AUGUSTA — Like nearly everyone at the Augusta Civic Center on Sunday afternoon, Mindi Peavey and Kat Ferreira grabbed their strips of blue tickets when the drawing for the 50-50 raffle was announced over the public-address system.

The two women sat at their table in the brightly lit main exhibition hall at the 44th Annual Great Northern Motorcycle Swapmeet surrounded by booths, tables and tarps, where people were selling chrome pipes accessories, gauges, oil and air filters, sheepskin seat covers, deerskin gloves, patches, jewelry, carved wooden spoons and Scentsy, the scented fragrance wax.

They were offering something different from the stereotyped image of a motorcycle club.

Peavey, 42, and Ferreira, 55,  are members of the Chrome Angelz, a motorcycle club for women, and they are looking for members.

“We basically get a bunch of women together and ride,” Peavey said. “It’s all about loyalty, sisterhood and respect.”

The Chrome Angelz Riding Club is an international organization with chapters on five continents. Seven of the U.S. chapters are in Maine, and throughout the organization the support is immense.

Ferriera, whose street name is Stray Kat, struck up a friendship with another woman whose street name is Alley Cat.

“She was in a very bad motorcycle accident and almost died. And I reached out to her because everyone’s going, ‘Oooh, I’m so sorry,’ and I’m like: Hey you’ve got seven lives left, girl. Don’t worry about it,” Ferreira said. “Now we’re really good friends. She lives in West Virginia. It’s a great community where we support each other.”

Peavey, who is the president of the Iron Gypzy Sisterz chapter in the Brooks area, said she joined after seeing a Youtube video of how club members supported Tina Green while she was fighting cancer right up until she died.

“I could still just break down in tears,” Peavey said. “It was her biker family. Just the connection — you could feel it watching the video and it was insane.”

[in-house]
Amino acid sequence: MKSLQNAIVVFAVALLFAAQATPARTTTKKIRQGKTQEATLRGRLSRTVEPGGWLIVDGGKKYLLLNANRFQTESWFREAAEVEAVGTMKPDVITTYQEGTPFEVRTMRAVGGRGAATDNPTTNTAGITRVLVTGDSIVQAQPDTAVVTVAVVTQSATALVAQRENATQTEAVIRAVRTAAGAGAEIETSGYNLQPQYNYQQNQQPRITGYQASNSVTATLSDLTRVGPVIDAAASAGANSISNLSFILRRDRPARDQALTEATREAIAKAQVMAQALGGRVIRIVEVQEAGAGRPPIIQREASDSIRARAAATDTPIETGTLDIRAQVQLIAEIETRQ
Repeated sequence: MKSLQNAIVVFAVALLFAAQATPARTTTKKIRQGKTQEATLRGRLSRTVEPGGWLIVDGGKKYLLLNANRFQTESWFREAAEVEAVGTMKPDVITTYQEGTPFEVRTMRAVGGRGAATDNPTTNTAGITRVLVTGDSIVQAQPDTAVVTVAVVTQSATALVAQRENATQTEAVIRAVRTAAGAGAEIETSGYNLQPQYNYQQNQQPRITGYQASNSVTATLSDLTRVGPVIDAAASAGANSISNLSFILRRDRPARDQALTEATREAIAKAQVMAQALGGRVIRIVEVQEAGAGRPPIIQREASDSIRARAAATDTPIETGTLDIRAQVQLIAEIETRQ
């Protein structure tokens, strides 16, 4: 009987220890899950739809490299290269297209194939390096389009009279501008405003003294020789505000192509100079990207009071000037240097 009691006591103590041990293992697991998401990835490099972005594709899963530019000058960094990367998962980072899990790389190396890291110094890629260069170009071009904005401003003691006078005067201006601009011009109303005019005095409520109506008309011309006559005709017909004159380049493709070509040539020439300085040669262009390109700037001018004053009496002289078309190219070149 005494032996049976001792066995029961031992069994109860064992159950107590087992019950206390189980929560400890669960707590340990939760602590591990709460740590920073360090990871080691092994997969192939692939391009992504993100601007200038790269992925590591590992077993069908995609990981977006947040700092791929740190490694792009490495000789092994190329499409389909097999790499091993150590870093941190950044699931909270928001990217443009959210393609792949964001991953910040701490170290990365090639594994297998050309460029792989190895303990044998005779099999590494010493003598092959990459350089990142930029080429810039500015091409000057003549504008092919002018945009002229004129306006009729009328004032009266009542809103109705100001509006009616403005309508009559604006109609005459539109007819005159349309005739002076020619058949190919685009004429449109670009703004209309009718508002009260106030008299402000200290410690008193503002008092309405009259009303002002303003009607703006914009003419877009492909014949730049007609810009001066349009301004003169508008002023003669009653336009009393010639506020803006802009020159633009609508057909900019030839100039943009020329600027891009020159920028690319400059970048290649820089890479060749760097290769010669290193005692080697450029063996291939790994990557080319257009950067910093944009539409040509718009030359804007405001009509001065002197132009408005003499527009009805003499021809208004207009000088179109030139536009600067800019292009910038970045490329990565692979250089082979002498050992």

Ferreira said the Chrome Angelz raised enough money to dedicate the Tina “Firecracker” Green Memorial Room at the Dempsey Center in Lewiston.  During their final ride, they raised $10,000.

They also raise money for other causes.

Ferreira, who is from Winthrop, said the chapter with which she rides in Waterville does a ride to raise money for spina bifida research.

Mindi Peavey, left, and Kat Ferreira on Sunday at the 44th Annual Great Northern Motorcycle Swapmeet in Augusta, where they recruited members for the Chrome Angelz, an all-female motorcycle club.

“We’ll pick a particular person who has spina bifida, and we get them in a side car and they ride right up front,” she said. “And all the money we raise goes to the Spina Bifida Association of the Northeast.”

Members have taken part in Toy Runs, and fundraisers — ride participates make the donations — for a variety of causes.

At the same time, the freedom that riding motorcycles brings is the draw.

“That’s my appeal, the freedom of the wind,” Peavey said. “Basically, meeting other sisters to ride with, and not being just a typical mom for a day, being away from your family and riding with your sisters and laughing and having a good time.”

“Just to know you’re in control of you,” Ferreira said.

Guests at the Great Northern Motorcycle Swap Meet compare patches for sale Sunday at the annual event for bikers in Augusta. Kennebec Journal photo by Andy Molloy

“You and your bike,” Peavey said.

“Yes,” Ferreira said. When you’re on your bike, you have to be in the here and now, she added.

“There’s no past, there’s no future, there’s just now,” Ferreira said.

“You can laugh on your bike, you can cry on your bike and you can scream on your bike or laugh on your bike and nobody can see you,” Peavey said. “So when they say wind therapy, it is the best  therapy. I have paid hundreds of thousands of dollars in therapists and the only thing that worked was my $6,000 (bike).”

The Chrome Angelz encourages any woman to ride with them.

Ferreira said they want women to understand they don’t have to wait for someone else to ride with. And Peavey said they shouldn’t feel like they need to ride outside their comfort zone. If new riders aren’t very experienced, the ride will be organized around that skill level.

As other people from around the state wandered around the show and swapped stories and made deals and sold their goods, Peavey and Ferreira were waiting to recruit whoever might be interested to come take a look, handing out flyers and collecting names.

“May 2 is International Female Riders Day,” Ferreira said. “So basically, we asking any and all female riders to come out and ride.”

While they were able to glean some names, they were disappointed in another way: The 50-50 raffle pot of about $300 went to someone else.


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